Saturday, June 11, 2011


The word 'food" means different things to different people. Those who are over consuming, it is a question of the sensory pleasure they get out of eating more and more rich foods while poor people with insufficient quantity to access their needs fully are under consumers. There are also population considered mal consumers who do not eat nutritionally balanced food due to poverty or ignorance. One of the most blizzare developments modern world has seen is co-existence of over consumed and under consumed categories of population in all countries whether rich or poor with the former, due to their affluence form an island amongst the unfortunate impoverished fellow denizens. Wealth distribution to narrow the gap between the poor and the affluent does not take place in spite of many so called poverty eradication policies that are touted by each country but on the contrary the chasm is widening which is hurtling the world towards anarchy and devastation. The rich man's club, going under the crisp banner of G8 makes tall promises but defaults when it comes to implementation. Food prices which are sky rocketing will exacerbate the crisis further leading to food riots, as seen in 2008, in more than 35 countries considered vulnerable to potential starvation. Unless there is a clean break from the failed policies of the past and food does not assume a center stage role in new policies, future of this planet is likely to be bleak.

"From the 1960s, with growing evidence and conviction, environmentalists have warned that human reliance on the eco-sphere might be threatened. Public health analysts spotted the transition from problems of under-consumption to those of over- and mal-consumption. Mass hunger sits alongside mass obesity. This distortion is no longer one where the rich world is fat, and the developing world is thin; even sub-Saharan Africa now has an obesity problem. The evidence of this mismatch between policy and reality has been growing for decades. It ought to be centre-stage on every government's food policy agenda. The tragedy is this isn't the case. For a moment, when in 2006-08 world food prices rose, even rich countries looked worried. Fresh from the banking crisis, no one wanted food destabilisation too. An emergency world conference was scheduled. But even before it was held, prices began to drop. Sighs of relief in the west. Three years on, prices are way above 2008 levels, and food inflation is endemic. Oxfam predicts food prices will double by 2030. That would take the average British shopping basket to about 20 per cent of disposable income. But to the poorest of the world, it would mean almost all income going on food. Even the World Bank and Organisation for Economic Co-operation and Development (OECD) are troubled".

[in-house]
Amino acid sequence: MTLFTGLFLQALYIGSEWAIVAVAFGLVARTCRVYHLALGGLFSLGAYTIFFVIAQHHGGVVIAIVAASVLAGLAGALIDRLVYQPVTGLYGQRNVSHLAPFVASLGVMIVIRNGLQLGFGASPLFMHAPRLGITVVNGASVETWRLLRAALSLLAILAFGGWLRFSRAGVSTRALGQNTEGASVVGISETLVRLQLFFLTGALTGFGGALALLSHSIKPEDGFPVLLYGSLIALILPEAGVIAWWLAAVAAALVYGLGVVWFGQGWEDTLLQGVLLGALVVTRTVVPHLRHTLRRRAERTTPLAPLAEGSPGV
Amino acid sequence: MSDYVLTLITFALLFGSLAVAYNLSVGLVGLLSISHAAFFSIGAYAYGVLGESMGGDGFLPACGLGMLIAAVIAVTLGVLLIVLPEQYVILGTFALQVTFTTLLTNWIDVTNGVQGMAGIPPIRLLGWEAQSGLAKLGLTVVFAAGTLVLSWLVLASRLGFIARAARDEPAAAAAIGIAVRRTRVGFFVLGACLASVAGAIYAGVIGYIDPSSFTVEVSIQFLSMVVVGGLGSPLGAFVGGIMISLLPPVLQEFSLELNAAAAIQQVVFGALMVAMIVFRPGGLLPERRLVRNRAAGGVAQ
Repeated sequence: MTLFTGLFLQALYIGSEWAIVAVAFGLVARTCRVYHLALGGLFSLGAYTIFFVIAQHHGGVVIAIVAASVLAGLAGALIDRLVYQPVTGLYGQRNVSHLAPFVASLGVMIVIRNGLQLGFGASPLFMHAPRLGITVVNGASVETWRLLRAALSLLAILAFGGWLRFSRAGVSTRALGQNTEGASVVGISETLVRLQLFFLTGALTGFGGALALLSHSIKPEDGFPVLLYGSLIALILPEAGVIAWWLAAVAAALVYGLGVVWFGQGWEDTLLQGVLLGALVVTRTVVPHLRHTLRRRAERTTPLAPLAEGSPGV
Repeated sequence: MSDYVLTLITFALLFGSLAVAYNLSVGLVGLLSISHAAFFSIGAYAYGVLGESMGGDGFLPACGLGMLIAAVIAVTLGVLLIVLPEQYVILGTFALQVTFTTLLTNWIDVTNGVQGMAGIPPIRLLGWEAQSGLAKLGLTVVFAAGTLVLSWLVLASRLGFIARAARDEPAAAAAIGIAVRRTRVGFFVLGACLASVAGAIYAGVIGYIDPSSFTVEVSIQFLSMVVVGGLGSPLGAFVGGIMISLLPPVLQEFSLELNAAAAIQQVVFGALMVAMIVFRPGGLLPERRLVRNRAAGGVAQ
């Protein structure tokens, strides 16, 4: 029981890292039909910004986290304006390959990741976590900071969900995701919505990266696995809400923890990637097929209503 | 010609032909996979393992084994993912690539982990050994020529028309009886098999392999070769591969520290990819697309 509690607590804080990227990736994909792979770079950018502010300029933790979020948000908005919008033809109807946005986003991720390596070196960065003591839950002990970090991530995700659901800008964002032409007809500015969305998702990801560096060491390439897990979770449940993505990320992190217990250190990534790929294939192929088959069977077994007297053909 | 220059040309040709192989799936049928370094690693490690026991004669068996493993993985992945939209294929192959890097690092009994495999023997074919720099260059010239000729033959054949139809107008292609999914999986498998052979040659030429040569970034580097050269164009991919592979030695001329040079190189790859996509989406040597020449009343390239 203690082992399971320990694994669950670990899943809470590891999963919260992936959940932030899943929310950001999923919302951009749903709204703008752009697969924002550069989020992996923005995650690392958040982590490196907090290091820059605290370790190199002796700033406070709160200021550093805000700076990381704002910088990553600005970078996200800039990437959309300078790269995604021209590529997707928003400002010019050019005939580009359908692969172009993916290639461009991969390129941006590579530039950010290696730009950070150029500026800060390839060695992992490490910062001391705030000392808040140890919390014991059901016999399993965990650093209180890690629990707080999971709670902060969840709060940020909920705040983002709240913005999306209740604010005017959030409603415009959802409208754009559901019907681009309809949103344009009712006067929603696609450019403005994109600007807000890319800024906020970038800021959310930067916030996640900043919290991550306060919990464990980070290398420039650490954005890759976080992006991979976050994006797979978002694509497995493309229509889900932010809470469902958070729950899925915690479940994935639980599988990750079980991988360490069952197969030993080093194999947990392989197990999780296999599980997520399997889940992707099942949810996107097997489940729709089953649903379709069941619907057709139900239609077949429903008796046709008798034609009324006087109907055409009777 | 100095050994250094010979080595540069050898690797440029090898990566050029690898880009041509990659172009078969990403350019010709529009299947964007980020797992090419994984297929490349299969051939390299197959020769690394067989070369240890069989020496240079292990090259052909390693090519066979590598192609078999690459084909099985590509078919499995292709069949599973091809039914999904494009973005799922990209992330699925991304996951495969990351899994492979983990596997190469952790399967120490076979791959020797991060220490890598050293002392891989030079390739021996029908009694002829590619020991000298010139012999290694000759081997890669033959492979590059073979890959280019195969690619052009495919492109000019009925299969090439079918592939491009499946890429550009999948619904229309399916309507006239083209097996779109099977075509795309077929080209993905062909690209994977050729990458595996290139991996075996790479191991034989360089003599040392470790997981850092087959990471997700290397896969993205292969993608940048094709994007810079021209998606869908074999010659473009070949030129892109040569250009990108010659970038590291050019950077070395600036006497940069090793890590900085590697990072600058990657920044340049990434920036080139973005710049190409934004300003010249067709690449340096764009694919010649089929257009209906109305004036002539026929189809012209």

The key to achieve equity in food accessibility is increased production of food all around with each country contributing its might to improve availability. The much needed technological tools are already available and what is required is transferring them to small and marginal farmers along with adequate resource inputs. Farmers are intelligent by nature and if adequate national support is provided they can do marvels to the economic and human health of a country. Intertwined with the agriculture are policies regarding land, energy and water, all to be considered holistically. It is sad that countries like India touts about massive agricultural and food subsidies as a tool for national growth where as these subsidies in reality serve more as a means of catching votes during the 5 yearly elections. Probably the current crop of politicians at the helm of affairs have proved their incompetence and more competent technocratic administrators may have to emerge to achieve the goal of food for every body "without pain".


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